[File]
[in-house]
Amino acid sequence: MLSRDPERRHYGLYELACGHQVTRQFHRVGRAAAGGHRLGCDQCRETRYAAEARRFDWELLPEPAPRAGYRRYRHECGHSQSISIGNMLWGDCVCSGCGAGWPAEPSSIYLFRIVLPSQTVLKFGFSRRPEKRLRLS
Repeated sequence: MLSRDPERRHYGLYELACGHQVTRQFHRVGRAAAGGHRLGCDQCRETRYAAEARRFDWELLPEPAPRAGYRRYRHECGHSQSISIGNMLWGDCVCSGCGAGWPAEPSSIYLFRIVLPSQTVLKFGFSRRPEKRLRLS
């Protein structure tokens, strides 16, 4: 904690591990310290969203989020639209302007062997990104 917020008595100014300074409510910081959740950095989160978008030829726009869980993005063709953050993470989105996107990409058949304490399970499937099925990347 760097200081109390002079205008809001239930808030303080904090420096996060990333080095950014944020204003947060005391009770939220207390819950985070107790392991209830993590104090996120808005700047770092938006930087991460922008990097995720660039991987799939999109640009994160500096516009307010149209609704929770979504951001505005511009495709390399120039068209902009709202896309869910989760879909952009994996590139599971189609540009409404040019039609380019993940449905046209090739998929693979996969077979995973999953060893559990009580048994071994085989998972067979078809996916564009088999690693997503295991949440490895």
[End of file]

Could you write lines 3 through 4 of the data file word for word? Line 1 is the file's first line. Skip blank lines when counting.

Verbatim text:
Repeated sequence: MLSRDPERRHYGLYELACGHQVTRQFHRVGRAAAGGHRLGCDQCRETRYAAEARRFDWELLPEPAPRAGYRRYRHECGHSQSISIGNMLWGDCVCSGCGAGWPAEPSSIYLFRIVLPSQTVLKFGFSRRPEKRLRLS
């Protein structure tokens, strides 16, 4: 904690591990310290969203989020639209302007062997990104 917020008595100014300074409510910081959740950095989160978008030829726009869980993005063709953050993470989105996107990409058949304490399970499937099925990347 760097200081109390002079205008809001239930808030303080904090420096996060990333080095950014944020204003947060005391009770939220207390819950985070107790392991209830993590104090996120808005700047770092938006930087991460922008990097995720660039991987799939999109640009994160500096516009307010149209609704929770979504951001505005511009495709390399120039068209902009709202896309869910989760879909952009994996590139599971189609540009409404040019039609380019993940449905046209090739998929693979996969077979995973999953060893559990009580048994071994085989998972067979078809996916564009088999690693997503295991949440490895």